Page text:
Interview with the Jamiya Project

The Jamiya Project brings together Syrian academics, European universities, and the latest education technology to provide access to higher education to Syrian refugees who experience disrupted studies due to conflict and forced migration. This September, the project broke ground with the launch of its first pilot course for refugees in Za’atari Refugee Camp and in Amman. Using innovative strategies, research, and collaboration, the project’s vision is to move the needle on disrupted education by creating a replicable solution that provides relevant and accessible education to refugees, asylum-seekers, and conflict-affected communities. The ESPMI Network spoke with the Jamiya Project to learn about the roots of the initiative, how it is providing sustained education to Syrians, and what’s next for the project.

What motivated the creation of the Jamiya Project?

The Jamiya Project was borne out of a desire to bring the highest quality education opportunities to the 90,000 Syrian refugee students in the Middle East who cannot access higher education. We use up to date and relevant methodologies, in a sustained effort, to put Syrian academics at the forefront of leading higher education development for Syrian refugees. Our courses are free, delivered in Arabic and tailored to suit the needs of Syrian refugee students. We feel that this is the most suitable model of education development and delivery for the students, and indeed the most likely to yield positive and sustainable results. The project is led by Syrian academics and brings together European universities, education technologies, philanthropy, education and development experts, and students to deliver quality university courses.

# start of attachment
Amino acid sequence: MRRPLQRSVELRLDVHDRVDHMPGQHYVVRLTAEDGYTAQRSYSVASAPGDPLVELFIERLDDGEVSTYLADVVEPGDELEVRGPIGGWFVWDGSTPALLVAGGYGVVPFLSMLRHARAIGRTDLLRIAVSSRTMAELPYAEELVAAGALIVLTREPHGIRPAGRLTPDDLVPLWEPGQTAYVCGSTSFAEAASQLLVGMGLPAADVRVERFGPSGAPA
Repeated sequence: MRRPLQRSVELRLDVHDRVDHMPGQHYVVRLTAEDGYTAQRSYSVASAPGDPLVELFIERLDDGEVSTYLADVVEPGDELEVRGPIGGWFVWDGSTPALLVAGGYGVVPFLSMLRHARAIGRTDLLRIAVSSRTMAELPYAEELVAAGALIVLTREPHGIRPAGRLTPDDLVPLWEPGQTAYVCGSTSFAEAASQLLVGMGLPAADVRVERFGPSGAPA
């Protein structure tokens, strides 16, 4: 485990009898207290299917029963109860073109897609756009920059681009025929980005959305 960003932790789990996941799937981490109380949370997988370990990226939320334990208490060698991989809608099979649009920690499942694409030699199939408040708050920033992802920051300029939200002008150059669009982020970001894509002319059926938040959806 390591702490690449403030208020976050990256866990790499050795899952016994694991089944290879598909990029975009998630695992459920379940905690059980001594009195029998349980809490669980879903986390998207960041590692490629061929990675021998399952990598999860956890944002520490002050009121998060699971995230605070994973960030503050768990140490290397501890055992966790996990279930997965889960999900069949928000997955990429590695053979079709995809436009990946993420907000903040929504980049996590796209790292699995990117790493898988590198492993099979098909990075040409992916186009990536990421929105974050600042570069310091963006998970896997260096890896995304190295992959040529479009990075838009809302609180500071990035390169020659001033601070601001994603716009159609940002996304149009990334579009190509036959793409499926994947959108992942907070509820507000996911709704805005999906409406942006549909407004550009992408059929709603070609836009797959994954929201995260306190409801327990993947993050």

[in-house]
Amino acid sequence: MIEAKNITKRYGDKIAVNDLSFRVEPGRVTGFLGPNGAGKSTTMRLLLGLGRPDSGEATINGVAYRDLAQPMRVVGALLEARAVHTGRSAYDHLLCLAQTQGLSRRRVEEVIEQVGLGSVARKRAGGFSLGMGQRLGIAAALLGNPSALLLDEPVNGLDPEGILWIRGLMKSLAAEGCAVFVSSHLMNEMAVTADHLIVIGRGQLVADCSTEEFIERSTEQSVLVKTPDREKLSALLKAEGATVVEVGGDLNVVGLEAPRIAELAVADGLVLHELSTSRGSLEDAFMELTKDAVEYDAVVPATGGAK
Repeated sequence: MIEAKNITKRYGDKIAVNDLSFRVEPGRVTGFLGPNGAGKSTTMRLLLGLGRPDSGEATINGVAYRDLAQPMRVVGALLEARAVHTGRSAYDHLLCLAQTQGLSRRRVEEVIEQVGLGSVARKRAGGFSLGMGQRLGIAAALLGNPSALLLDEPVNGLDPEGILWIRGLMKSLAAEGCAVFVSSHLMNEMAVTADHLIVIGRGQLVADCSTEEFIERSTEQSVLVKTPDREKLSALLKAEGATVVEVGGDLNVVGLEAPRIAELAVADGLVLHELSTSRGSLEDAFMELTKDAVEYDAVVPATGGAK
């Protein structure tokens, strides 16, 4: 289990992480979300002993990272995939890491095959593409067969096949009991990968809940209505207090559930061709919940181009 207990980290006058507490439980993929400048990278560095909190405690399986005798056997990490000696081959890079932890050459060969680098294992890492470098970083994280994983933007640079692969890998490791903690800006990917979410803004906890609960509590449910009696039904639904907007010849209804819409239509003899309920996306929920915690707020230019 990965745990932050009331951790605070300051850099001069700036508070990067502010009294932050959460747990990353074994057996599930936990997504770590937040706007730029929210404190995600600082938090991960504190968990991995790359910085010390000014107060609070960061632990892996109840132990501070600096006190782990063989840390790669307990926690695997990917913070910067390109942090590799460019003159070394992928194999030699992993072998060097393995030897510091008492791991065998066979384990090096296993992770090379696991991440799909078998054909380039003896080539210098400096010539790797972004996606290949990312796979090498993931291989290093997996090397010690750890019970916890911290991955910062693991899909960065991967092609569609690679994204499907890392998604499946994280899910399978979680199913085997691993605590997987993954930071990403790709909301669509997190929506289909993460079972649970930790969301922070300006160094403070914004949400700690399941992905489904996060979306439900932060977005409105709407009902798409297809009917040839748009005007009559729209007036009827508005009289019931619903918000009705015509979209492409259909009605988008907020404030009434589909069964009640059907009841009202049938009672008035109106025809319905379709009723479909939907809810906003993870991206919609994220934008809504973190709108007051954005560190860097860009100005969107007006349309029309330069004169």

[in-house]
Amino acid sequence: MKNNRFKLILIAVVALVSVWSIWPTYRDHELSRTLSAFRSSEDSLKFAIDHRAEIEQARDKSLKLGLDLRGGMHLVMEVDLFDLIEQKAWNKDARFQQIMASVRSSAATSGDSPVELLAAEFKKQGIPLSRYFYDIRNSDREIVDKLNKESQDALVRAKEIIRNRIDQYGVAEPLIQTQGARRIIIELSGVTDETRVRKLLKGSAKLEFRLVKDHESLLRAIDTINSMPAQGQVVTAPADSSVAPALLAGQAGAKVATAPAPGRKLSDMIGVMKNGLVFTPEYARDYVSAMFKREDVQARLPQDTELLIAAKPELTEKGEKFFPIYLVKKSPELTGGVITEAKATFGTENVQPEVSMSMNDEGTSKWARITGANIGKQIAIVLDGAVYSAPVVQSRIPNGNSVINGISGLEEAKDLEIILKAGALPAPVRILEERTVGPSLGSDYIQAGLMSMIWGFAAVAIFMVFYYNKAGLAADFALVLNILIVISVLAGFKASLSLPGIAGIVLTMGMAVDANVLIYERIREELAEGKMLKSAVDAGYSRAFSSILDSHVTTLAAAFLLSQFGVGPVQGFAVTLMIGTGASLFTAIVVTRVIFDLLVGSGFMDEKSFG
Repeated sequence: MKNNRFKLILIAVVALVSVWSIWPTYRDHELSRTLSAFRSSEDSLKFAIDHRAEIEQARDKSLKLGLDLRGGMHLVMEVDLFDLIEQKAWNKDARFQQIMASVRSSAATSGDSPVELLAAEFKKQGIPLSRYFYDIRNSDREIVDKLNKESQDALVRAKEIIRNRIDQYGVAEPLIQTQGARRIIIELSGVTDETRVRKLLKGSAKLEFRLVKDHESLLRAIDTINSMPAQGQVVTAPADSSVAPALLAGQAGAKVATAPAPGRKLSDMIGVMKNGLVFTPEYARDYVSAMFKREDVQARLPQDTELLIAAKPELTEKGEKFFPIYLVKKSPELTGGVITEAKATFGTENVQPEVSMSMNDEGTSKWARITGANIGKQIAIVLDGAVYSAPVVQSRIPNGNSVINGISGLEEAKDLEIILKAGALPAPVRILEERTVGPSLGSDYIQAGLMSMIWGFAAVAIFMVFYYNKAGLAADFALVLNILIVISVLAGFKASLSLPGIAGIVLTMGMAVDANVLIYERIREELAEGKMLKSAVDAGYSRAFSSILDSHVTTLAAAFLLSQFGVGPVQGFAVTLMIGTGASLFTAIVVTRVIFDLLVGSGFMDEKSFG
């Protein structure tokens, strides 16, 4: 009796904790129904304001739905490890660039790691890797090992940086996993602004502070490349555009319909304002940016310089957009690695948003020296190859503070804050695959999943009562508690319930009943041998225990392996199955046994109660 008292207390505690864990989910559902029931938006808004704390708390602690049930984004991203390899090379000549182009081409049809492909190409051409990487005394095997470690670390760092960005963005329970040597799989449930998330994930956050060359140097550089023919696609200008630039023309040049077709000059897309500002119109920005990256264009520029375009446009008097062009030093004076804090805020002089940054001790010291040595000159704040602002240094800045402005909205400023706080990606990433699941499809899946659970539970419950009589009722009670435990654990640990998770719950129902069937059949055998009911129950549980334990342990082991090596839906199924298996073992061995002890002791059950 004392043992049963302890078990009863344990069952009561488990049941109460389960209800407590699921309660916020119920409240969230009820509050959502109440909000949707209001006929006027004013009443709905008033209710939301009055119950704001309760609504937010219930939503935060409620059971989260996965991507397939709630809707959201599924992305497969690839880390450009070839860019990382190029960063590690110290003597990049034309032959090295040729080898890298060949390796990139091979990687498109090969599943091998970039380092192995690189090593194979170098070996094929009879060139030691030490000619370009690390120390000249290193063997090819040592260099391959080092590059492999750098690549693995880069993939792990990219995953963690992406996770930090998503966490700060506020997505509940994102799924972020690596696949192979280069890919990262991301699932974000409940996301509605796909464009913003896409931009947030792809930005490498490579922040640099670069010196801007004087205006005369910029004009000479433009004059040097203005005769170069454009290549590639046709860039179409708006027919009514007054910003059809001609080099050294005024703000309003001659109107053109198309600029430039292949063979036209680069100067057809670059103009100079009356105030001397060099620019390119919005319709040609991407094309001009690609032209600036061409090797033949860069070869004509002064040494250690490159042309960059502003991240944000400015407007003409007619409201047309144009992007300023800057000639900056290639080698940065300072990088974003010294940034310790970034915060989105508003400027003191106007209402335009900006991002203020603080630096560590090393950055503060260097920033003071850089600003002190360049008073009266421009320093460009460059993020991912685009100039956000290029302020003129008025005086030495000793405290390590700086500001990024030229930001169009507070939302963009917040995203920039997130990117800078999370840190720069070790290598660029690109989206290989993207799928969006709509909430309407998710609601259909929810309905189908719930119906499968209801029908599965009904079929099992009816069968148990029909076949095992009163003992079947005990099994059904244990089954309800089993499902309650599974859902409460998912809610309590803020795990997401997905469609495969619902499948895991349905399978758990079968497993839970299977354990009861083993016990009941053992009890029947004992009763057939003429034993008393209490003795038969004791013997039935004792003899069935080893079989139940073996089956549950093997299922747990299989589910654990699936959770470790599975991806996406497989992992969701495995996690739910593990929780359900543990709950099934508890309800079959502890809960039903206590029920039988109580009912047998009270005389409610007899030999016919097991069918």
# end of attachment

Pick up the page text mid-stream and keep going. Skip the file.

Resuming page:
You conducted a survey on higher education challenges facing Syrian refugees. What surprised you the most in your findings from the Jamiya Project Survey?

The diversity of the subjects students wanted to pursue: the traditional ones, medicine and engineering were there, but there was also graphic design, literature, fine arts, and performance. Also, the speed of the response to the survey itself demonstrated the demand – over 600 responses in only a few weeks – and the connectedness of the community.

We understand you have recently launched the first course of the Jamiya Project. Tell us about the course and what it means for the students and professors involved.

We started our first Applied IT course last weekend in Za’atari Refugee Camp and in Amman. This course has been developed by both the University of Gothenburg in Sweden and Syrian Academics using a currently accredited undergraduate course in Applied IT. The course is delivered in Arabicjamiya-students-in-amman-photo-by-jamiya-project1-copy using a blended-learning format: online teaching by Syrian academics complemented with face-to-face seminars and tuition in partnership with local NGOs in Jordan.  The Norwegian Refugee Council is helping us to facilitate the course at its learning centre in Za’atari and the Jesuit Refugee Services is helping us in Amman. The 12 week course is intended to ground the students in the fundamentals of Applied IT. For the students it is a major opportunity to gain IT skills from a leading European university programme and will hopefully broaden their education and employment opportunities for the future. For the Syrian academics involved in creating and delivering the course, it is an opportunity to contribute and unlock their skills, knowledge and capacity in meeting the needs of their students.